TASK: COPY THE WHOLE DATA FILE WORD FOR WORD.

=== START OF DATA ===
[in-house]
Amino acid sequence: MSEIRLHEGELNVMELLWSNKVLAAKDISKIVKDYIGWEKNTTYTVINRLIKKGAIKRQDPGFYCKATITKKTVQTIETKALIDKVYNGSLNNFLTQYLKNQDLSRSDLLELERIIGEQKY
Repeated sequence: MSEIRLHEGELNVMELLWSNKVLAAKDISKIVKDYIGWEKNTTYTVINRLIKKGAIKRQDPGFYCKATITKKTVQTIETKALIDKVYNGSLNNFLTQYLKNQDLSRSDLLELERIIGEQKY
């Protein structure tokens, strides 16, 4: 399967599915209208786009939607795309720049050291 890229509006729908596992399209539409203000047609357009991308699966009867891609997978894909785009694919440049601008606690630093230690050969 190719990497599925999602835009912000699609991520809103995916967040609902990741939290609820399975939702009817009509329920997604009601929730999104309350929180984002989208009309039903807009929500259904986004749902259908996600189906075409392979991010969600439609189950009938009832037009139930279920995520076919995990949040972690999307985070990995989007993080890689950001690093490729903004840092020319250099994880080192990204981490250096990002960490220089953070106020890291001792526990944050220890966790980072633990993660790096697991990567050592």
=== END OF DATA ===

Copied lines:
[in-house]
Amino acid sequence: MSEIRLHEGELNVMELLWSNKVLAAKDISKIVKDYIGWEKNTTYTVINRLIKKGAIKRQDPGFYCKATITKKTVQTIETKALIDKVYNGSLNNFLTQYLKNQDLSRSDLLELERIIGEQKY
Repeated sequence: MSEIRLHEGELNVMELLWSNKVLAAKDISKIVKDYIGWEKNTTYTVINRLIKKGAIKRQDPGFYCKATITKKTVQTIETKALIDKVYNGSLNNFLTQYLKNQDLSRSDLLELERIIGEQKY
């Protein structure tokens, strides 16, 4: 399967599915209208786009939607795309720049050291 890229509006729908596992399209539409203000047609357009991308699966009867891609997978894909785009694919440049601008606690630093230690050969 190719990497599925999602835009912000699609991520809103995916967040609902990741939290609820399975939702009817009509329920997604009601929730999104309350929180984002989208009309039903807009929500259904986004749902259908996600189906075409392979991010969600439609189950009938009832037009139930279920995520076919995990949040972690999307985070990995989007993080890689950001690093490729903004840092020319250099994880080192990204981490250096990002960490220089953070106020890291001792526990944050220890966790980072633990993660790096697991990567050592």